AMN Reviews: Alfonso García de la Torre & Guillermo Lauzurika / Ensemble Sinkro [Bandcamp]

Vitoria-Gasteiz is the capital of the Basque Autonomous Community; it is also the home of the Ensemble Sinkro, a group playing acoustic and electroacoustic works by contemporary composers. The group was formed in 2005, although its roots reach back to the establishment of the Jesús Guridi Ensemble and the Electroacoustic Music Laboratory of the Conservatory of Vitoria-Gasteiz in the mid-1980s. From the latter, in particular, Ensemble Sinkro seems to have derived its interest in the integration of new technologies with the compositional methods and instrumental techniques of the Western art music tradition. Recently, the ensemble has been issuing a series of recordings that provide an aural window into the fine work being made by the current generation of Basque composers, among whom are Alfonso García de la Torre and Guillermo Lauzurika.

Música de Cámara [CD010] collects eight of García de la Torre’s electroacoustic chamber works from the period 1998-2014. García de la Torre (1964), a native of Vitoria-Gasteiz, came to composition with a background in electronic engineering as well as music; among his studies were courses at the Computing and Electronic Music Laboratory in Madrid and at IRCAM in Paris. His work often involves multimedia and encompasses sound art as well as more traditional instrumental composition. The tracks on Música de Cámara demonstrate his deftness at melding electronic technologies with solo acoustic instruments or small ensembles. What makes each unique is what all have in common: a finely honed sensitivity to the way that electronics can bring out the particular natural characteristics of a given instrument. For example, Un Caracol Manchado (2000), for tenor saxophone and electronics, is a tightly integrated work that uses voice doubling, pitch-shifting and other processes to create the illusion of a ghost saxophone shadowing the actual instrument. By contrast, 2005’s Dark for baritone saxophone and electronics maintains each element as an independent yet complementary voice. García de la Torre describes Danba II (2014) for flute, cello, percussion, piano, and electronics as a piece exploring the affinities of these very different instruments’ sound characteristics; his non-hierarchical approach to the material leads to a naturally pointillistic setting for solo voices representing independent colors.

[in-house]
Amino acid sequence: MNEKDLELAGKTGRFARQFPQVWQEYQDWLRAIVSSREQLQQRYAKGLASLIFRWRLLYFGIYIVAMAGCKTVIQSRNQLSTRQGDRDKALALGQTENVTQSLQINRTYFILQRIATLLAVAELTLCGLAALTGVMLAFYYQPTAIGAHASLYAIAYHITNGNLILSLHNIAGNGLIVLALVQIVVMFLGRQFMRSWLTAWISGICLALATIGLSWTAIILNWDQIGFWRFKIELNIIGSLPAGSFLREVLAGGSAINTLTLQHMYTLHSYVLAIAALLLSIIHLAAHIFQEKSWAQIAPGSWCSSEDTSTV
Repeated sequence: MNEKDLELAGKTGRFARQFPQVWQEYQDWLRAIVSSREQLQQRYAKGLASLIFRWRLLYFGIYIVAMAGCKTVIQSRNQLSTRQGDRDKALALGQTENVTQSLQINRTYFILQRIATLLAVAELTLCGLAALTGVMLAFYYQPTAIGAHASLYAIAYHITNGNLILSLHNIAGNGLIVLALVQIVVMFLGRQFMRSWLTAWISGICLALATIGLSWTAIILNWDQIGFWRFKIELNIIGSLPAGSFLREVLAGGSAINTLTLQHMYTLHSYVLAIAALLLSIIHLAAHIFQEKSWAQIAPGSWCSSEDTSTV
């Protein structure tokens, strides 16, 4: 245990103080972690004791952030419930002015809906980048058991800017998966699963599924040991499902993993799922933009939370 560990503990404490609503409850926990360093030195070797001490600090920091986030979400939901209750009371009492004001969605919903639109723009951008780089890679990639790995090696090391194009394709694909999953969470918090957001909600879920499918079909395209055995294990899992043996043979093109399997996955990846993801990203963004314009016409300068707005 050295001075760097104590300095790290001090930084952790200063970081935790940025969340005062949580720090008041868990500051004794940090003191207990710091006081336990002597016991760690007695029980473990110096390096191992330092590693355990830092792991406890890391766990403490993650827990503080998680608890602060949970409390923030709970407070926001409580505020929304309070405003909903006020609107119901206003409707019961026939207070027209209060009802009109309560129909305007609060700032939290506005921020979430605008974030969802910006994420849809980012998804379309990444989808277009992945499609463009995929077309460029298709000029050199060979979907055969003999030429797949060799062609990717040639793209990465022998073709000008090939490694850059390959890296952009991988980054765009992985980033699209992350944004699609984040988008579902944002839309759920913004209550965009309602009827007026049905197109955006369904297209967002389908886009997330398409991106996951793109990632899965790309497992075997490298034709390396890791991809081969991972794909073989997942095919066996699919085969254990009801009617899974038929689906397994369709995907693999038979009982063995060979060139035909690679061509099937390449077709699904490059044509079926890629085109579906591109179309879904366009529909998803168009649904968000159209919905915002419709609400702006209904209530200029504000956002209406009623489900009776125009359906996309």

Like García de la Torre, under whom he studied, composer/pianist Guillermo Lauzurika (1968) is a native of Vitoria-Gasteiz. Also like García de la Torre, Lauzurika’s compositions are attuned to the opportunities afforded music by new technologies and multimedia environments. His background includes work with jazz ensembles as well as dancers, improvisers and experimental musicians; currently he teaches electroacoustic music and serves as Ensemble Sinkro’s artistic director. His portrait release [CD007] comprises six works including a piece for solo piano, three for solo instruments and electronics, a work for two pianos and two percussion instruments, and one for guitar, percussion, and electronics. As with García de la Torre’s collection, Lauzuritka’s includes pieces for tenor saxophone and electronics and baritone saxophone and electronics. On both pieces, Lauzuritka artfully integrates extended and conventional saxophone techniques into the surrounding electronic soundscape. Moving over to an entirely different sound palette, MOmmm (MI) momNN(ni)c for guitar, percussion and electronics elucidates the sometimes unexpected timbral convergences of nylon string acoustic guitar on the one hand, and drums on the other. The highlight of the recording is Zatiketa, in which Lauzurika skillfully weaves together the parts for piano and pitched percussion to afford their meeting on a common ground defined by the brusque, albeit melodious, sounds of things struck.

Daniel Barbiero

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